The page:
- By Josh Rogin
Josh Rogin covers national security and foreign policy and writes the daily Web column The Cable. His column appears bi-weekly in the print edition of The Washington Post. He can be reached for comments or tips at email@example.com.
Previously, Josh covered defense and foreign policy as a staff writer for Congressional Quarterly, writing extensively on Iraq, Afghanistan, Guantánamo Bay, U.S.-Asia relations, defense budgeting and appropriations, and the defense lobbying and contracting industries. Prior to that, he covered military modernization, cyber warfare, space, and missile defense for Federal Computer Week Magazine. He has also served as Pentagon Staff Reporter for the Asahi Shimbun, Japan's leading daily newspaper, in its Washington, D.C., bureau, where he reported on U.S.-Japan relations, Chinese military modernization, the North Korean nuclear crisis, and more.
A graduate of George Washington University's Elliott School of International Affairs, Josh lived in Yokohama, Japan, and studied at Tokyo's Sophia University. He speaks conversational Japanese and has reported from the region. He has also worked at the House International Relations Committee, the Embassy of Japan, and the Brookings Institution.
Josh's reporting has been featured on CNN, MSNBC, C-Span, CBS, ABC, NPR, WTOP, and several other outlets. He was a 2008-2009 National Press Foundation's Paul Miller Washington Reporting Fellow, 2009 military reporting fellow with the Knight Center for Specialized Journalism and the 2011 recipient of the InterAction Award for Excellence in International Reporting. He hails from Philadelphia and lives in Washington, D.C.
In which we scour the transcript of the State Department’s daily presser so you don’t have to. Here are the highlights of Thursday’s briefing by acting deputy spokesman P.J. Crowley:
- Victoria DeLong, a Cultural Affairs officer at the U.S. Embassy Port-au-Prince, died in the collapse of her home following the earthquake in Haiti. Her next of kin have been notified. DeLong served in Haiti since February 2009 and at the State Department since November 1983.
- "It’s a tragedy for the State Department and for our family in the public diplomacy and public affairs world," said Crowley, "Some of you who are old timers here, she did previously serve in our Bureau of Public Affairs during her career."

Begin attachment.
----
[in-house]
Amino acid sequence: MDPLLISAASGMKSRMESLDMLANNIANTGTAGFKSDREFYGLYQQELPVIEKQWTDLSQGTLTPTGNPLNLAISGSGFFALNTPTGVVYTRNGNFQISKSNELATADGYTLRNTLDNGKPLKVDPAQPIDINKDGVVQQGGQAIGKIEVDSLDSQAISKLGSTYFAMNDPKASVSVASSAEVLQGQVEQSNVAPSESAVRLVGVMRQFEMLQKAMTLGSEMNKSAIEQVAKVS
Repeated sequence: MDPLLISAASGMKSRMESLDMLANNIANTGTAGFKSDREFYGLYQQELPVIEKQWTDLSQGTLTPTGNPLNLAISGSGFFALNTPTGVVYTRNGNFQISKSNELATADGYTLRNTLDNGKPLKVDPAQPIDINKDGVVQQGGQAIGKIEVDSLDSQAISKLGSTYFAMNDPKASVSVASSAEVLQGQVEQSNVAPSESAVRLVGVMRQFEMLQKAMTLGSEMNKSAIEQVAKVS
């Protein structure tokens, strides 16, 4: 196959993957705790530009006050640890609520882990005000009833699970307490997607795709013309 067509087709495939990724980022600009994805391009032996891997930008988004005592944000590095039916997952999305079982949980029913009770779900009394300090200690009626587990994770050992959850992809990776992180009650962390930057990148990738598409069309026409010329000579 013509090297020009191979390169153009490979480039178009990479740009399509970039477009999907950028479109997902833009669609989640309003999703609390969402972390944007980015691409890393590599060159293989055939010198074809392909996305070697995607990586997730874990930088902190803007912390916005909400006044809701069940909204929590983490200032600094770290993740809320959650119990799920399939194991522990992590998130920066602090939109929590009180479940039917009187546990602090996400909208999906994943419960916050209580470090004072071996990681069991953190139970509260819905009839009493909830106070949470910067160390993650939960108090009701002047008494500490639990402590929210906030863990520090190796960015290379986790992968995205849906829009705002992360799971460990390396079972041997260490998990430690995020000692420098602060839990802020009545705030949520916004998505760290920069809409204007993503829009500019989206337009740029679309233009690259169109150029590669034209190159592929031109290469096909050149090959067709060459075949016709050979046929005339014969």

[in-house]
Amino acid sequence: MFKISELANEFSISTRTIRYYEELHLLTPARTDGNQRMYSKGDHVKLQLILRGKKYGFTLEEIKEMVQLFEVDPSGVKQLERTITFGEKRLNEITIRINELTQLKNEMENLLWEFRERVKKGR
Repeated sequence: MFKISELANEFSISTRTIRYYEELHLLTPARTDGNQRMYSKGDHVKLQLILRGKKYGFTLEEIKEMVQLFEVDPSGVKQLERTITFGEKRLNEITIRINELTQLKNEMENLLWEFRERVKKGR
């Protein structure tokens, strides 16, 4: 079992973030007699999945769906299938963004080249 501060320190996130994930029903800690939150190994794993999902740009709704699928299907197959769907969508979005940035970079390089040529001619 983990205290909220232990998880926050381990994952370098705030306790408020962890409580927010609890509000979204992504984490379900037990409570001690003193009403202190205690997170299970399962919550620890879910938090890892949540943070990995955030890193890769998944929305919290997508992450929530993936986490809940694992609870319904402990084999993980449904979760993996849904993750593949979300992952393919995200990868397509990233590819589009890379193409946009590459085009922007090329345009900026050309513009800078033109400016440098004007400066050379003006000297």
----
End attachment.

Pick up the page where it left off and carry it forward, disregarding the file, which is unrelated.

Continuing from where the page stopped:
- There are now 8 search and rescue teams on the ground, from the U.S., Spain, Iceland, and Chile. 2 people have been successfully pulled out of the rubble. 30 countries have assistance either in Haiti or on the way. Elements of the 82nd airborne are on the way to supplement the UN force.
- The airport is running 24/7 but there’s only one runway so sometimes flights and landings have to be delayed a couple hours to make room on the ramp. U.S. Air traffic controllers arrived last night and are running the show. Between 300 and 400 people were evacuated out using the airport Thursday and seven injured have been taken to the U.S. Naval Base at Guantanamo Bay, Cuba, for treatment, including the Spanish ambassador.
- The ports are still unusable but the U.S. Government is developing other options, such as rotary aircraft drops, having ships hover offshore and using small boat transports, and repairing roads to get supplies in. The U.S. Also brought in communications equipment to get the Haitian government functioning again and to allow them to communicate with the Haitian people.
- The State Department has been in regular contact with the Haitian President Rene Preval and the Haitian embassy in Washington. Ambassador Ken Merten met with Preval and Prime Minister Jean-Max Bellerive Thursday to consult on the ongoing efforts.
- What about rioting? "There has been some minor looting, but… all things considered, you know, we haven’t seen the kind of, you know, civil unrest that you have seen in previous situations like this," Crowley said.
- What about the refugees? "I think we’re getting ahead of the game here."
- How many dead? "The short answer is, we don’t know yet."